Or how to visually hide some text while keeping it accessible.
And even if I find this stupid—hiding text from some users but not others seems inherently wrong from an accessibility stand point to me—it’s a recurring need.
There are many ways of doing this, that I won’t detail here. For the past few years, I’ve been using this technique from Thierry Koblentz described on Yahoo!’s dev blog. It’s by far the most comprehensive, and—to my knowledge—the only way supporting RTL text orientation.
Unfortunately it’s not without issue anymore.
The “magic trick” of this solution relies on the
clip property. It’s simple to understand and very efficient. Only downside:
clip has been deprecated by the CSS Masking Level 1 module.
No worries. This technique being quite old now, there is no surprise it’s getting obsolete. The new specification recommends using
clip-path to replace
clip. Which is not ideal, because
clip-path support is still so-so. Thus we have to keep
clip and add
clip-path as progressive enhancement.
That being said, the syntax is different. After a bit of research, Yvain Liechti suggested this short version to get the expected result:
J. Renée Beach warned about the
width: 1px declaration having side effects on text rendering and therefore on its vocalisation by screen readers.
The suggested solution is both simple and logical: preventing the text from wrapping so that spaces between words are preserved.
Only one declaration does that:
Problem solved again.
Wrapping things up
Here is the final version I came up with:
border: 0 !important;
clip: rect(1px, 1px, 1px, 1px) !important;
-webkit-clip-path: inset(50%) !important;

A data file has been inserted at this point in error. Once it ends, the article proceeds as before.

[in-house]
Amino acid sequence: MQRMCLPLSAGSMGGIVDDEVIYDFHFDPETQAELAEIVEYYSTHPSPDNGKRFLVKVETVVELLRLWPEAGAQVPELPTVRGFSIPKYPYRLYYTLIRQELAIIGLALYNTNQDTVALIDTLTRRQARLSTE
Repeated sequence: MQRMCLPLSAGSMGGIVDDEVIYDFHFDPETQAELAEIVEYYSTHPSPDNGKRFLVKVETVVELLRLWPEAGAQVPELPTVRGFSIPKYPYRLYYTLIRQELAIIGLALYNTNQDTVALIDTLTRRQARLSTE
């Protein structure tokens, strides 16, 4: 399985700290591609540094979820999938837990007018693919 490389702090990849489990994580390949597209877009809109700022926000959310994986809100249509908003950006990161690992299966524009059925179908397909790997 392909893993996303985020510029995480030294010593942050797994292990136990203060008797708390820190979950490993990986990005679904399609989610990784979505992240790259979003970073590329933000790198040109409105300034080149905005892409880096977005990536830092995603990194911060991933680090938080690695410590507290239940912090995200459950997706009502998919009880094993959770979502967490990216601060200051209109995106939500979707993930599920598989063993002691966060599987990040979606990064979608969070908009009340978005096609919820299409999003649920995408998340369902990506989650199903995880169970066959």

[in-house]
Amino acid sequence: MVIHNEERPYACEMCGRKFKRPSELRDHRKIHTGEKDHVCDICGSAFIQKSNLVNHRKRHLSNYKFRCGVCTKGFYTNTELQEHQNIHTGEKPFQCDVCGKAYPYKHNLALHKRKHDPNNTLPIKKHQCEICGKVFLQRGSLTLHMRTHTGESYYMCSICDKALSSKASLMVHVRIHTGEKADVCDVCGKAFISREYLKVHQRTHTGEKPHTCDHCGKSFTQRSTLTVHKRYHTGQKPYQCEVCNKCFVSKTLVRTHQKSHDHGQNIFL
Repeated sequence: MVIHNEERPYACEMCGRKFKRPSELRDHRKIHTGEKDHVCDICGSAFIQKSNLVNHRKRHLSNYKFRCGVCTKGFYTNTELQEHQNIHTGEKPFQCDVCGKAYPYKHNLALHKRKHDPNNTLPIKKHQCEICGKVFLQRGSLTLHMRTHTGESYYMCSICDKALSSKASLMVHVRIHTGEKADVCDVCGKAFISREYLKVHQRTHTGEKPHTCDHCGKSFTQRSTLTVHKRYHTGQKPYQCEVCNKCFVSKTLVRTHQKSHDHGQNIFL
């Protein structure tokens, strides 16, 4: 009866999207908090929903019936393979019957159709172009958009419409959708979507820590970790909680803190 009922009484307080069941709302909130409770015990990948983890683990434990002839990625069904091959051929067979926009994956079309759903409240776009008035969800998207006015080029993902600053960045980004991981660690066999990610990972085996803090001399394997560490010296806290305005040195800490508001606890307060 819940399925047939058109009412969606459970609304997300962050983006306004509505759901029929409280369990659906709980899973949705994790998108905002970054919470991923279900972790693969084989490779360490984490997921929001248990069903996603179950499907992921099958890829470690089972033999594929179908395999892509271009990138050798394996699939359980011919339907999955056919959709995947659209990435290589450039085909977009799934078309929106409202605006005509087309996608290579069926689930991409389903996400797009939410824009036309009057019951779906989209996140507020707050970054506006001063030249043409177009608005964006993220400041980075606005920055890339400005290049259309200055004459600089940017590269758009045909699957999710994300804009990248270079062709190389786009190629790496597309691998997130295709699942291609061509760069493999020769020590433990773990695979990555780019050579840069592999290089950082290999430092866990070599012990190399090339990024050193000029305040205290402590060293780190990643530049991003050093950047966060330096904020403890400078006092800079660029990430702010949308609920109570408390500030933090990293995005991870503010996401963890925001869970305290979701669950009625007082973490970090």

clip-path: inset(50%) !important;
height: 1px !important;
overflow: hidden !important;
padding: 0 !important;
position: absolute !important;
width: 1px !important;
white-space: nowrap !important;
This technique should only be used to mask text. In other words, there shouldn’t be any focusable element inside the hidden element. This could lead to annoying behaviours, like scrolling to an invisible element.
That being said, you may want to hide a focusable element itself; a common candidate are skip links (a WCAG 2.0 technique). Most of the time we hide them until they get the focus.
Here is the adapted version:
clip: auto !important;
-webkit-clip-path: none !important;
clip-path: none !important;
height: auto !important;
overflow: visible !important;
width: auto !important;
white-space: normal !important;
Go for it
Screen readers and touch devices (edit: 19/10/2016)
Seeking some testers to make sure I didn’t cause any regression, Johan Ramon met a strange bug with VoiceOver. Digging further with Sylvain Pigeard, we found out that
position: static is buggy on iOS 10 + VO when
.sr-only-focusable is focused.
As we thought we discovered a real bug, I headed up to Bootstrap in order to open an issue. But it came out that an issue was already opened, involving TalkBack too. I shared our result to contribute, then Patrick H. Lauke did an awesome (and still in progress) work to determinate and describe precisely the problem. As a result, he filled many bugs:
- Narrator, included in Windows 10 and Windows Phone;
- Chromium, impacting TalkBack on Android;
- Firefox — this one was already opened, but also by Patrick Lauke recently;
- and finally, two bugs for Webkit, impacting VoiceOver.
So. In fact, skip links don’t work with screen readers on touch devices at the time of writing. Nice.
Steve Faulkner from the Paciello Group asked to the Google Webmaster Central Help Forum directly if extra context for vision impaired users has a negative effect on search ranking?.
Short answer: nope. However visually hidden content are considered secondary, in order to prevent abuses. And that’s great.